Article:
Tim Rice-Oxley – Piano/ Bass/ Backing Vocals
Richard Hughes – Drums
We grew up and went to school together in and around a small town called ‘Battle’ in the south of England. There is not much to do in Battle, but in the late 1980s, during school holidays spent playing football, we discovered music, like most kids do, and pretty soon were swapping our favourite new albums and artists.
Tim had a few piano lessons at school, but quickly bored of the endless scales and classical music, so gave up trying, only to discover that he could play Buddy Holly tunes with what he had picked up. That was it, the start of years playing the songs he enjoyed listening to on a Casio keyboard, programming a pocket-sized sequencer, and trying to write his own songs to play to his friends.
As soon as Rich started out on the drums we started playing together, recruiting a guitarist; Dominic Scott, and soon after, a singer; Tom.
Music was the only thing we all wanted to do. We had nobody to teach us aside from the tapes in our walkmans, and our Beatles’ songbooks, so it took a while to get the hang of playing and writing. By 1999, we moved to London to seek a record deal and conquer the world.
Two years on, without a record deal, and with one less member, the three of us fled back to the countryside, broke and downhearted, suffering the ill-effects of two years spent in dead-end jobs by day, and dank rehearsal rooms by night.
Salvation arrived, as ever, in the form of music; an opportunity to go to a dilapidated farmhouse in France and record some new demos. The guitar lines were forgotten, and a new sound gradually emerged. Pianos and keyboards took over and Tom’s voice found the space it needed. We headed back home, eager to play our new songs to people.
By January 2003 we’d been given the chance to release a record on legendary indie label, Fierce Panda, whose head honcho had seen us play at the 12 Bar Club in London. We went back to Battle and recorded ‘Everybody’s Changing’. The song was made ‘Single of the Week’ by Radio 1 DJ Steve Lamacq, and gradually picked up by others. All 500 copies sold, and we could barely believe it. We toured the UK for the first time, playing to packed houses and empty rooms. We paid for the fuel and food with what we had earned the night before, the money safely stored in a plastic food container.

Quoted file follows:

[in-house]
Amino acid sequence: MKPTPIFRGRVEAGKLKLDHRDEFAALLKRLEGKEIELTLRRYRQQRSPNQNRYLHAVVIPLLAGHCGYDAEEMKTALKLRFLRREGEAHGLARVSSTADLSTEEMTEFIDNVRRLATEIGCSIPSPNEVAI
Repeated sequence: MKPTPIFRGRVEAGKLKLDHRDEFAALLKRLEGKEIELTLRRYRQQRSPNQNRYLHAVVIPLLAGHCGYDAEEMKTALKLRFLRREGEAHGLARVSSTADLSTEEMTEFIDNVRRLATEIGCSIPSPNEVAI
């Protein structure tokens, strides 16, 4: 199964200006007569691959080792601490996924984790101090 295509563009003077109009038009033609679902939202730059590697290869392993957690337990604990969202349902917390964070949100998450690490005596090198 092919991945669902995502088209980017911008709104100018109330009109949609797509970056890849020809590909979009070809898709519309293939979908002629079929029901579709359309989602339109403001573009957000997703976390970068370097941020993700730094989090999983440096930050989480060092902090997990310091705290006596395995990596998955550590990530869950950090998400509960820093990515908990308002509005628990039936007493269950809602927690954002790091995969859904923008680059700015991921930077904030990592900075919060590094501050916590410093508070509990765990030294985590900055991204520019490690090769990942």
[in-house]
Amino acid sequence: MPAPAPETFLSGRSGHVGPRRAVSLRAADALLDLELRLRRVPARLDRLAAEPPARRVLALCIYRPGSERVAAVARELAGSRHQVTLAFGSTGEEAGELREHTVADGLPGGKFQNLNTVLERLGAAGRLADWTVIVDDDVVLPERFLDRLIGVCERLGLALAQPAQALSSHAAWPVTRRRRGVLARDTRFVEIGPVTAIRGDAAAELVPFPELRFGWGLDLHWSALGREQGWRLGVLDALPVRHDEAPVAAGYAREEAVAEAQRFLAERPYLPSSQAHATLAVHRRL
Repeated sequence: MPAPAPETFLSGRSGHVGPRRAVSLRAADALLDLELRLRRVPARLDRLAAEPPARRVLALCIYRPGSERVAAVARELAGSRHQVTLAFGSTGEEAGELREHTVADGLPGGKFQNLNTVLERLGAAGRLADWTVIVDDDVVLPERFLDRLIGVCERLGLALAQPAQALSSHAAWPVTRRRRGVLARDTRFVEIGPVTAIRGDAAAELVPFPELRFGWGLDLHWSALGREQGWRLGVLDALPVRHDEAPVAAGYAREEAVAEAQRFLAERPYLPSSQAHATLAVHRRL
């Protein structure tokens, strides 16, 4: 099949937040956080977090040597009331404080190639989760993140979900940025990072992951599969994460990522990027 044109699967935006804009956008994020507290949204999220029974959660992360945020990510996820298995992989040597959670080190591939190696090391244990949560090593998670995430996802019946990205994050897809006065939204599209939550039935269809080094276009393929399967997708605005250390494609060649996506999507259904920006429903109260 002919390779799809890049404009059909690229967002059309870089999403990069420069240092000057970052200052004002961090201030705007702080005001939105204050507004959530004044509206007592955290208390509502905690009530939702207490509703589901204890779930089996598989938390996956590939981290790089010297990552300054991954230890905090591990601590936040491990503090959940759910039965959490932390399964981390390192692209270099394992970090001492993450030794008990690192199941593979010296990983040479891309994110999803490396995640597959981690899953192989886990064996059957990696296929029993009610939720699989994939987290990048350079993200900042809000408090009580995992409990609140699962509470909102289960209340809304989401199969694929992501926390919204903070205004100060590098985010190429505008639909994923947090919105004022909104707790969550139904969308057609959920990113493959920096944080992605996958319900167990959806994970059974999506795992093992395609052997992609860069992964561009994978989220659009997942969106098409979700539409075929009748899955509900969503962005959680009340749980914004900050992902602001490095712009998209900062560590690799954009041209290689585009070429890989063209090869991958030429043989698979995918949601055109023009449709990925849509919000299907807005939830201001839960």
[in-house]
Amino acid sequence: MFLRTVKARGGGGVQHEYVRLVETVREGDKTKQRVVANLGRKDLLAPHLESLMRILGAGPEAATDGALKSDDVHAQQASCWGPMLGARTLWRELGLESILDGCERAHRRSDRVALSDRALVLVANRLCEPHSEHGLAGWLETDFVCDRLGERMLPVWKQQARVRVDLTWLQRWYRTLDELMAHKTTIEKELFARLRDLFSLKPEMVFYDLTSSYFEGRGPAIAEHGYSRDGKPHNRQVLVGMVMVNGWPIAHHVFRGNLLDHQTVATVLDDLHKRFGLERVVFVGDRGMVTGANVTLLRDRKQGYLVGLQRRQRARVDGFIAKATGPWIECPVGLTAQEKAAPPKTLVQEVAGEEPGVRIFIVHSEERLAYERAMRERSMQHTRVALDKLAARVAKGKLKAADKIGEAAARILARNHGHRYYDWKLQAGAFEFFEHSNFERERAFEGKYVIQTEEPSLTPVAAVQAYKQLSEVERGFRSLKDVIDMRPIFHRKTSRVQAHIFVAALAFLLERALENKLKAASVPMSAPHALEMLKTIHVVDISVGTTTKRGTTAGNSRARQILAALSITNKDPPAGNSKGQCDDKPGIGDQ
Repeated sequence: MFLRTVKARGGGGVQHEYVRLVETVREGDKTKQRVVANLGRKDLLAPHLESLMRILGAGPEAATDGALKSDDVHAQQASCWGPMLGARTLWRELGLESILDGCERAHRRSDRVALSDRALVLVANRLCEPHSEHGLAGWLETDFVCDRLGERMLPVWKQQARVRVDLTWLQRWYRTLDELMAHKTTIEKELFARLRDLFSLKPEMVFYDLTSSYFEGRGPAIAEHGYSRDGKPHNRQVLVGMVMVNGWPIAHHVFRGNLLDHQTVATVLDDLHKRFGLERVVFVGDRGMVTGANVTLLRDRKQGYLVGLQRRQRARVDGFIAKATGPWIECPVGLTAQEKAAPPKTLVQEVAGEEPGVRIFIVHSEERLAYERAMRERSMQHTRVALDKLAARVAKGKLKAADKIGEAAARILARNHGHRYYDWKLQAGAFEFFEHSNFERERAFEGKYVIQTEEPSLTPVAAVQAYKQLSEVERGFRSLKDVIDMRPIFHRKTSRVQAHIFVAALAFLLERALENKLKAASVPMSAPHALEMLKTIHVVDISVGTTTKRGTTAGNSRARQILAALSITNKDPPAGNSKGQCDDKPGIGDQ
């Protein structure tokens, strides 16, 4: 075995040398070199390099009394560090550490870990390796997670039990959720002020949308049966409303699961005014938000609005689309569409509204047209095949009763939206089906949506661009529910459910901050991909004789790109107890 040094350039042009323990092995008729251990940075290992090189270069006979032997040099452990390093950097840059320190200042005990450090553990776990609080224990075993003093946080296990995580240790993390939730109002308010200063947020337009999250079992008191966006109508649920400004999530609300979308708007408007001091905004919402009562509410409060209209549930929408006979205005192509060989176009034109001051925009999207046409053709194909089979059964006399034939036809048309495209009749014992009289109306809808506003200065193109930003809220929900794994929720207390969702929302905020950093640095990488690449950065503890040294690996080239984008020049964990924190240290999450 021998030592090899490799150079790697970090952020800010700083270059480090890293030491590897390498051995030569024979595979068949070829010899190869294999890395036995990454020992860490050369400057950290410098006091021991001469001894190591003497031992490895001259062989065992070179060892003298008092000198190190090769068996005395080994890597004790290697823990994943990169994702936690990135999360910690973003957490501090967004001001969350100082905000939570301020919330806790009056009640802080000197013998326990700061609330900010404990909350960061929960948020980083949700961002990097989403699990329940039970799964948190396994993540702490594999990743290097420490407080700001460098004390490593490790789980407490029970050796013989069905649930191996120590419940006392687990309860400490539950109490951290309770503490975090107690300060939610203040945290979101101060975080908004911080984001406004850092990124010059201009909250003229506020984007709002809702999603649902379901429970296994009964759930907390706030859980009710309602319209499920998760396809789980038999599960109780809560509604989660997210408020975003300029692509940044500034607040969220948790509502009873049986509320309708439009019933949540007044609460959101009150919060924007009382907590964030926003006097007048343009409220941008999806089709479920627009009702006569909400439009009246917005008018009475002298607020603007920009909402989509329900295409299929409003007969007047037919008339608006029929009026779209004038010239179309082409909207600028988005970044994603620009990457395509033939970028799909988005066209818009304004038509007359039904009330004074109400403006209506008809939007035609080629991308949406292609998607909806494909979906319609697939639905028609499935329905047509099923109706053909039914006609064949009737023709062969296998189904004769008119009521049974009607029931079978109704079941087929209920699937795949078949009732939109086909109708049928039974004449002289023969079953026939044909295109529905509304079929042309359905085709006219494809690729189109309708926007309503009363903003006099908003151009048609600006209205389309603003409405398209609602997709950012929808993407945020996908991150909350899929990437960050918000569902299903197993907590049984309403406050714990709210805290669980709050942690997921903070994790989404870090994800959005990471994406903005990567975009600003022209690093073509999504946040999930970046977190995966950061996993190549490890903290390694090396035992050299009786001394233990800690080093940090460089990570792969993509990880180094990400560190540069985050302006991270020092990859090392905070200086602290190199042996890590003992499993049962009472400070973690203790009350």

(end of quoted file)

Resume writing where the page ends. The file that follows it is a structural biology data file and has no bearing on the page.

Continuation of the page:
The lure of a real band that was getting played on the radio and touring the UK was too much to resist, and pretty much all of the big labels had got their chequebooks out. We signed a deal that offered us total creative control over our music, and went to a small local studio called Helioscentric to record and co-produce (with Andy Green) our debut album ‘Hopes and Fears’ in late 2003, and headed back out on the road.
We released ‘Hopes and Fears’ in May 2004.
The continuing tour we embarked upon led us around the world for another eighteen months. In 2004 we played four UK tours, and by October 2005 had played 5 American tours which included playing alongside U2 at Madison Square Gardens, visited Mexico, Japan, Australia, toured Europe, played festivals all over the world, and played at the London ‘Live 8’ show.
‘Hopes and Fears’ sold over 5 million copies worldwide. We won two Brit Awards in 2005 (British Breakthrough Act and Best Album); Q Magazine’s Best Album award; and were nominated in the Best New Act category at The Grammys, but the touring was taking its toll - we needed to get back into the studio, and back to our homes. During every break we could find since 2004, we had been recording bits and pieces, and in October 2005 we headed straight back into the studio for the new sessions with Andy Green, finishing off in December.
The new album, ‘Under The Iron Sea’ was recorded at The Magic Shop in Soho, New York, and back at Helioscentric Studios, near Battle.
In making this record we tried to confront all our worst fears, to ruthlessly scrutinise ourselves, our relationship with each other, with other people, and with the world at large, and to make a journey into the darkest places we could find.
It made for an incredibly intense atmosphere during the writing and recording of the album, and the resultant songs and sounds very much reflect that. In the songs we created a kind of sinister fairytale-world-gone-wrong, a feeling of confusion and numbness represented by a dark place under an impenetrable iron sea. To express all this we created entirely new sounds by putting an old electric piano and various analogue synths through many different combinations of vintage guitar effects pedals, creating soundscapes that range from the percussive to vast oppressive walls of distortion.
We were writing, singing and performing with a drive, intensity and fury that is almost unrecognisable from our previous music.
It was important that this album had a strong visual presence too, and the start of that was the collaboration with Irvine Welsh on ‘Atlantic’ offered somebody who both inspired us, and found his own inspiration in our music. His resulting film echoes the importance of that visual identity we strove for.
We wrote Under The Iron Sea because we needed a record that was going to make us feel alive again.
UNDER THE IRON SEA will be released on Interscope Records on June 20th.